Market Women: Black Women Entrepreneurs--past, Present, and Future

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Greenwood Publishing Group, Jan 1, 2005 - Business & Economics - 267 pages
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In stark contrast to popular belief, women of the African Diaspora have engaged in economic and leadership activities throughout the course of history. Black women around the world draw from a tradition of thousands of years of strategies that have enabled them to face and conquer the challenges of life. Queens and women warriors ruled in Africa from the dawn of civilization to the late 19th century. Women's entrepreneurship flourished in the West African Kingdoms of Ghana, Mali, and the Songhay. And yet today, black women are marginalized by an economic and financial community still dominated by white men. In Market Women Cheryl Smith sets the record straight, applying insights from a variety of fields - including history, women's studies, African-American studies, and anthropology - to trace the roots of black women's entrepreneurship, as it is currently practiced in the United States. reveals an approach to business that is based on personal relationships, pooling of resources, a sense of humour, apprenticeship and mentoring, and strong mother-daughter bonds that defy traditional definitions of business success, wealth creation, and power. In the process she gives voice to a long-disenfranchised group whose struggles and triumphs in business illuminate universal themes that transcend race and gender. The result is a unique study of business from a fresh perspective and an inspiring account of achieving success against tremendous odds.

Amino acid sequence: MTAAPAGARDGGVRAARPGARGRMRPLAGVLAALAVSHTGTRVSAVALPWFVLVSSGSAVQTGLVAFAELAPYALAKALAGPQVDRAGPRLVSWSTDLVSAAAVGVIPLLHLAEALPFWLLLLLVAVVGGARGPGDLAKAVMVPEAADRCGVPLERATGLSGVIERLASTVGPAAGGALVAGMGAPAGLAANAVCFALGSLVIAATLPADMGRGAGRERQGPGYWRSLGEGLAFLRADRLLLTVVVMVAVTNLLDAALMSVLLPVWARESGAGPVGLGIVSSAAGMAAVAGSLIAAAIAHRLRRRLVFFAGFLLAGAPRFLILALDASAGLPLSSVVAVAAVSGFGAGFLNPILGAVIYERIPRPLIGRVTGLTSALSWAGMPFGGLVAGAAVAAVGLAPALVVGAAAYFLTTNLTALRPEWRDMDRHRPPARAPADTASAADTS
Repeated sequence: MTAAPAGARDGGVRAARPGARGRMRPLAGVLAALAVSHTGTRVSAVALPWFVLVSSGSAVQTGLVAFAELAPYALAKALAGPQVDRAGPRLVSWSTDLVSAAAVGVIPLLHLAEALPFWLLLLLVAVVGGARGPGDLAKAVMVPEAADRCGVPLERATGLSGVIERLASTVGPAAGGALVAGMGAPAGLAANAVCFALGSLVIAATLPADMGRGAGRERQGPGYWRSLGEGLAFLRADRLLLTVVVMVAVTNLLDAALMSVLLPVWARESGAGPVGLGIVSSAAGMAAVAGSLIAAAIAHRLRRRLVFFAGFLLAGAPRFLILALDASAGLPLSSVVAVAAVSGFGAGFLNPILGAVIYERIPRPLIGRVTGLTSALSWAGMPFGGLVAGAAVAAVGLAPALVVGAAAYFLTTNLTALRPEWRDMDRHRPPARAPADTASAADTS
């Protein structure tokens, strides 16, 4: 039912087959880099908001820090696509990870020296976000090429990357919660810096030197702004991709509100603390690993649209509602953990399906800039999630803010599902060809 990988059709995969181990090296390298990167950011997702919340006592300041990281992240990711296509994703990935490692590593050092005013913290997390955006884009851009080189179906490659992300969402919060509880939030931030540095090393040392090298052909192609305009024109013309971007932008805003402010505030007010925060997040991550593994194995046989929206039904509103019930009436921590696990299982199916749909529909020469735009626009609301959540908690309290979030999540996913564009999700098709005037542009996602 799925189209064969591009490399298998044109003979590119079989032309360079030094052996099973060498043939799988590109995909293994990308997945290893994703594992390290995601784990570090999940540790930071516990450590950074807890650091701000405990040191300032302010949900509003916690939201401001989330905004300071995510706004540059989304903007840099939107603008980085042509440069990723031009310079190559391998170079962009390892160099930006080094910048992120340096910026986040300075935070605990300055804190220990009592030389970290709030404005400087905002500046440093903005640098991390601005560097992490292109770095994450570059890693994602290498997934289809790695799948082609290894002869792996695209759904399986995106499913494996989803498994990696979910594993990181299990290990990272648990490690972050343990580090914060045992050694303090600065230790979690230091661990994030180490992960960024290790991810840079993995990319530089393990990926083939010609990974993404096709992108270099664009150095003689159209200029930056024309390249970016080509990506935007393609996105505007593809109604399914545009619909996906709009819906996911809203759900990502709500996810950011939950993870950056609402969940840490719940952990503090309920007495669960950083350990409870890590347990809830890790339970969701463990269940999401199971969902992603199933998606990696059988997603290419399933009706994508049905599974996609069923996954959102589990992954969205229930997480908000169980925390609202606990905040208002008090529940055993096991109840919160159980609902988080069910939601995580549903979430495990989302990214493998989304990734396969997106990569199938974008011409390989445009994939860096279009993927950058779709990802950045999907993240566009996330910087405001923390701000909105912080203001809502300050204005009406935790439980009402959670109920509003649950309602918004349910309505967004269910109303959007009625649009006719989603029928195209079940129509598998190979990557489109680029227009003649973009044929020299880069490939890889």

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Contents

Setting the Stage Background and Context
3
Reclaiming History Ancient African Economic Traditions
13
The Continuum Early African American Womens Business History from the Colonial Period to the Twentieth Century
21
Unexpected Entrepreneurs A Different View of Business
43
The Present The Lived Experiences of Black Women Entrepreneurs
71
The PresentDay Context Business Balance and Time
75
A Strong Sense of Self Who and How They Are
97
Capital Accumulation What They Do and How They Do It
119
The Wonderful Stuff Empowerment through Reframing Reconstructing and Redefining
203
Appendices
213
Black Womens Themes
215
Networks
217
Resources for Entrepreneurs
219
Descriptions of Businesses Studied
221
Notes
225
Bibliography
235

Mothers Sisters and Spirituality Contributors to Success
137
Social Capital A New Kind of Quilt
163
The Future The Sankofa PrincipleThe Wisdom of Learning front the Past
179
Gifts from the Margin
181
Bibliographic Essay
247
Index
259
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About the author (2005)

Cheryl A. Smith is Associate Professor in the School of Integrative and Experiential Studies, Lesley University.

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